“I thought this was going to be a quiet little arthouse film,” says Questlove. “I’m on a group chat with Just Blaze and DJ Premier and Swiss Beatz and J. Cole — 25 of my luminaries. So it was like, ‘If Jazzy Jeff and Peanut Butter Wolf think [the movie] is cool, then I’ll feel OK.’ That’s who I thought my shit was for. God had other plans.”
The origins of Summer of Soul date back to 2006, when Fyvolent, a veteran entertainment lawyer and producer, learned about the Harlem Cultural Festival footage through a friend. He spent the following decade building a relationship with Hal Tulchin, who, for various reasons, had never been able to turn his footage into a completed film. For years, Fyvolent was told by others in the industry that it couldn’t be done: too much money involved, too many rights to clear. “They were like, ‘This is going to be too expensive, given the artists involved,” says Fyvolent. “I heard that a lot.”
After signing on as director in 2019, Questlove immersed himself in the source material by playing Tulchin’s 45 hours of footage on repeat over a five-month period. “My television was like an aquarium,” he says. The process of transforming that raw footage into a feature-length film involved both creative and logistical challenges: Film production was forced to go remote during the pandemic, and the film’s narrative focus sharpened and took shape during last summer’s protests for racial justice.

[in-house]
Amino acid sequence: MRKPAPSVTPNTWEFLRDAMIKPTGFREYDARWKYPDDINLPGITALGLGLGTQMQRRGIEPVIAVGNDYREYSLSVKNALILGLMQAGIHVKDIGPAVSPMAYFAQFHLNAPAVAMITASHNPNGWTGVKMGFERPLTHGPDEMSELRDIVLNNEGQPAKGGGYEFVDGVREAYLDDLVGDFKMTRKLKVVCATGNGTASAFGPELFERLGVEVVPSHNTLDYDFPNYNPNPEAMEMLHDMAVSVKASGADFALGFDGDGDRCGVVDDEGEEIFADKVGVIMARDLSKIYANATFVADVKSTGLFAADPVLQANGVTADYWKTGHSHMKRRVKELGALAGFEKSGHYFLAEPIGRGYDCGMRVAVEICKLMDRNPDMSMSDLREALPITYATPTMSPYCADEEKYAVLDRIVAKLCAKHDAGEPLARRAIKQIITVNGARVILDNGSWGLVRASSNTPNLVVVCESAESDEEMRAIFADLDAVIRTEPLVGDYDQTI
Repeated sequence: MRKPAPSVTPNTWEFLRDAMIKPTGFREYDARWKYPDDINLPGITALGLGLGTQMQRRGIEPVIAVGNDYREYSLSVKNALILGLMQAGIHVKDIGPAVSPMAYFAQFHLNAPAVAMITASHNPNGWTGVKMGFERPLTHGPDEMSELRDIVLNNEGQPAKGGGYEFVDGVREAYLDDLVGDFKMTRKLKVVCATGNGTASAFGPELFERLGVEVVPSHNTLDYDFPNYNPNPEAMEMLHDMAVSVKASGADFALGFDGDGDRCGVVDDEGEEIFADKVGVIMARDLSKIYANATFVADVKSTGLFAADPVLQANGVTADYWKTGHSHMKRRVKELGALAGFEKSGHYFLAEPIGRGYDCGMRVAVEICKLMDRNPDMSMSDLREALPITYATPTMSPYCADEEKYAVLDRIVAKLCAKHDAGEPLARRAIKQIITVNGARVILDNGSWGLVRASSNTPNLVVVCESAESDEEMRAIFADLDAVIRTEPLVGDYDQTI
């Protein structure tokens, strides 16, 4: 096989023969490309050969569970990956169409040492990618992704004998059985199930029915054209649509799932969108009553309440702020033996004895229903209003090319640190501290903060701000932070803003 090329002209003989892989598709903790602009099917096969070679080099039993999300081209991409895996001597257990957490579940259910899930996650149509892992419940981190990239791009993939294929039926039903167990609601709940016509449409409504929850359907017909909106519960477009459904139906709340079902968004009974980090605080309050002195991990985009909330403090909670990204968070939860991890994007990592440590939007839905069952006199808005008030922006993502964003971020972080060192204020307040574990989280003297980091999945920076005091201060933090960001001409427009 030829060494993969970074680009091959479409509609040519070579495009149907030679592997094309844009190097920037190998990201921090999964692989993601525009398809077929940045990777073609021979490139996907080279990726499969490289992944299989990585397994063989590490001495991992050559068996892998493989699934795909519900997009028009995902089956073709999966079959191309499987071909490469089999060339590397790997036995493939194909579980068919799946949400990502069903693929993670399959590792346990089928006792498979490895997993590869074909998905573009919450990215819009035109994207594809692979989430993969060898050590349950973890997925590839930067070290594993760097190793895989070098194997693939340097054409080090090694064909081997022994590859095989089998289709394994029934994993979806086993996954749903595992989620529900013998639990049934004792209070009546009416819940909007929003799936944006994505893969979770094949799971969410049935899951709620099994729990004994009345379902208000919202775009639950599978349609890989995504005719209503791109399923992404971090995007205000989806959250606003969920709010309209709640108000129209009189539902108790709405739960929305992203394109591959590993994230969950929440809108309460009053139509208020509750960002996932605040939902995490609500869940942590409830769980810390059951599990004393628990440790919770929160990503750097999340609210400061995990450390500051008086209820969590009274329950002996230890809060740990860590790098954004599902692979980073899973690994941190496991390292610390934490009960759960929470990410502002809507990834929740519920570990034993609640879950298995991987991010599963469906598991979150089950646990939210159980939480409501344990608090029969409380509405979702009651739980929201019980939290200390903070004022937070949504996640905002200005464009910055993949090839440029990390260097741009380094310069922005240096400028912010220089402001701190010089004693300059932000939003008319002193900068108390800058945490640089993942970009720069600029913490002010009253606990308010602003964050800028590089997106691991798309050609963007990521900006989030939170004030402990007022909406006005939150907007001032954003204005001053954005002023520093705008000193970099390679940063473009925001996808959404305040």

From the very beginning, Questlove viewed Summer of Soul as an opportunity for a long-overdue historical course-correction. “The number one question I had was, ‘Who wouldn’t want to see this?’” he says. “Why wasn’t this written about? Who would throw this away?’”
The very fact that this historical moment had been all but forgotten became an urgent throughline in the film’s narrative. The Summer of Soul team demonstrates this, in part, by showing their interview subjects footage of the festival on camera and filming their reactions. Interspersed with the stunning performances are emotional shots of people like Harlem native Musa Jackson, who attended the festival as a five-year old, and the 5th Dimension’s Marilyn McCoo and Billy Davis Jr., being confronted with their half-century-old memories.
At first, Questlove envisioned a rhythm and feel for the film reminiscent of Sydney Pollack’s Amazing Grace, which documented Aretha Franklin’s 1972 gospel concerts in a cinema vérité style with little context. One early blueprint would have built toward a feel-good finale, with Mahalia Jackson and Mavis Staples leading the crowd through a rousing rendition of the civil-rights-era anthem “We Shall Overcome.”
Last year’s uprising against racism and police brutality made him dig deeper. “‘That’s how Hollywood would end the film,’” Questlove recalls producer Joseph Patel telling him. “It would let people off the hook — like, ‘See, everything’s fine, because we’re all one.’ But that’s not what’s happening now. We’re not having a Kumbaya moment. We’re protesting.”